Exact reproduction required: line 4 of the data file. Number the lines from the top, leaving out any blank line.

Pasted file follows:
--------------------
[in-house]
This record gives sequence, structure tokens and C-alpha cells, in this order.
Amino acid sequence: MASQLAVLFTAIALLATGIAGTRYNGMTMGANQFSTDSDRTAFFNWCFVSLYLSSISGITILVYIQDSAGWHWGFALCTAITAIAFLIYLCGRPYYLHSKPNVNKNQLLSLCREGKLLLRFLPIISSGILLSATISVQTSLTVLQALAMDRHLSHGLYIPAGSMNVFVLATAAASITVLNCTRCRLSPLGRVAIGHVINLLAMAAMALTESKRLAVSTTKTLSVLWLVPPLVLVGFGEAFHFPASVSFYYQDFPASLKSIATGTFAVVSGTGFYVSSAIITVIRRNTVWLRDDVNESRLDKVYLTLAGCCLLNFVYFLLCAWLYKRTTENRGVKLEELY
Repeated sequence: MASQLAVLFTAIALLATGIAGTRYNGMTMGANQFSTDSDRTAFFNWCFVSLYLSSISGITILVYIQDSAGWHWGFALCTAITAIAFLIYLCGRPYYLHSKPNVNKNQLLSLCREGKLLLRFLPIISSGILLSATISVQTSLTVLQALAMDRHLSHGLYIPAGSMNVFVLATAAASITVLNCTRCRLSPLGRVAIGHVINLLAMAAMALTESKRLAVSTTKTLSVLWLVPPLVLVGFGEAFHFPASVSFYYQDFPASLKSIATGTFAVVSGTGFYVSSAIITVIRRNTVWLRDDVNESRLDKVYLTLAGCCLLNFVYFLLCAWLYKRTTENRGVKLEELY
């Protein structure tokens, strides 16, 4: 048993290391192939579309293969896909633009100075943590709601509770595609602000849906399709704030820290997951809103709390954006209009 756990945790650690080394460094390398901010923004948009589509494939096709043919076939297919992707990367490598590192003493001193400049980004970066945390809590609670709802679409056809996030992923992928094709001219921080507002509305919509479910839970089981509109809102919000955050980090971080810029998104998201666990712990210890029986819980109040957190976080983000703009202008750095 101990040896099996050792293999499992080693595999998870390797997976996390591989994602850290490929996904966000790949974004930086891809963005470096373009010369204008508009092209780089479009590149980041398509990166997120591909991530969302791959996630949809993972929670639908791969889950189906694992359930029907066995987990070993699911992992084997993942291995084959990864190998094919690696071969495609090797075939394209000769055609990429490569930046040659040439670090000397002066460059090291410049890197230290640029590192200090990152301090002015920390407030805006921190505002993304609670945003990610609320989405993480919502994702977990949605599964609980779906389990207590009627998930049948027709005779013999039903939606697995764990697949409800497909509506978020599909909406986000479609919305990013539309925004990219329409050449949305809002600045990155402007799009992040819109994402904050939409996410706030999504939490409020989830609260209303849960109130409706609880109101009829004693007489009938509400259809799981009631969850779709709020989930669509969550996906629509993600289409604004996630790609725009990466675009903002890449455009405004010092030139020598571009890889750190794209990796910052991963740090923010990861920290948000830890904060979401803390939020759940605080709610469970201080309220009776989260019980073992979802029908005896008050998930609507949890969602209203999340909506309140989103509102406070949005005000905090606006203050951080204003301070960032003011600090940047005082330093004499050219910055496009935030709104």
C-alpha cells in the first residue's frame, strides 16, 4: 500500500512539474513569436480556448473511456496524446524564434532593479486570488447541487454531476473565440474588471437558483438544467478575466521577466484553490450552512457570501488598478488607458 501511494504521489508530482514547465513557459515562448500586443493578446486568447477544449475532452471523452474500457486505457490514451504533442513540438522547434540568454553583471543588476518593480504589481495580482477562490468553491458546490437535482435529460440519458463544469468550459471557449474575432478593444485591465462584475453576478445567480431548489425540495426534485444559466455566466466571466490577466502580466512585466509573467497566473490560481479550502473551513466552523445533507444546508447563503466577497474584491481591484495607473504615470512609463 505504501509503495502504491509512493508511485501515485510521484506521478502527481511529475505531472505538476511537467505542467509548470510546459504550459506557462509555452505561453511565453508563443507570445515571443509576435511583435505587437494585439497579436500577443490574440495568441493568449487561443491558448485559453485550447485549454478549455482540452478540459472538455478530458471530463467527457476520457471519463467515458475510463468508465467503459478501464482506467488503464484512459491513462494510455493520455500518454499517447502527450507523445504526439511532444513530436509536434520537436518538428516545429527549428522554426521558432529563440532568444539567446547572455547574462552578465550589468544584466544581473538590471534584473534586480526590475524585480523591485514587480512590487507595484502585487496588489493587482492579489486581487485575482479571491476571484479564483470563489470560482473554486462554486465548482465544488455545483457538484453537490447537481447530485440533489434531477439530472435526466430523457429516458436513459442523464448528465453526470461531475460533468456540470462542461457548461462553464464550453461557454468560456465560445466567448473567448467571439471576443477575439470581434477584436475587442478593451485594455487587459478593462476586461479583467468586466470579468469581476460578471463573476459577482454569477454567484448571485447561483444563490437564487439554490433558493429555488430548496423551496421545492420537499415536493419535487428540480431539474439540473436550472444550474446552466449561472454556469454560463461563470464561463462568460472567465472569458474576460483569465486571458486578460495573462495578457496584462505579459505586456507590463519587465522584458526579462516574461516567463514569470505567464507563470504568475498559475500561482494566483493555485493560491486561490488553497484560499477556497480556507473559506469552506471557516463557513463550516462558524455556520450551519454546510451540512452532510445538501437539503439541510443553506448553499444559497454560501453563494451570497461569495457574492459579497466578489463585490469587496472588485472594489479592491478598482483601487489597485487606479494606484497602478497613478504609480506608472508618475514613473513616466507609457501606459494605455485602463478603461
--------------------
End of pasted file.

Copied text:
Repeated sequence: MASQLAVLFTAIALLATGIAGTRYNGMTMGANQFSTDSDRTAFFNWCFVSLYLSSISGITILVYIQDSAGWHWGFALCTAITAIAFLIYLCGRPYYLHSKPNVNKNQLLSLCREGKLLLRFLPIISSGILLSATISVQTSLTVLQALAMDRHLSHGLYIPAGSMNVFVLATAAASITVLNCTRCRLSPLGRVAIGHVINLLAMAAMALTESKRLAVSTTKTLSVLWLVPPLVLVGFGEAFHFPASVSFYYQDFPASLKSIATGTFAVVSGTGFYVSSAIITVIRRNTVWLRDDVNESRLDKVYLTLAGCCLLNFVYFLLCAWLYKRTTENRGVKLEELY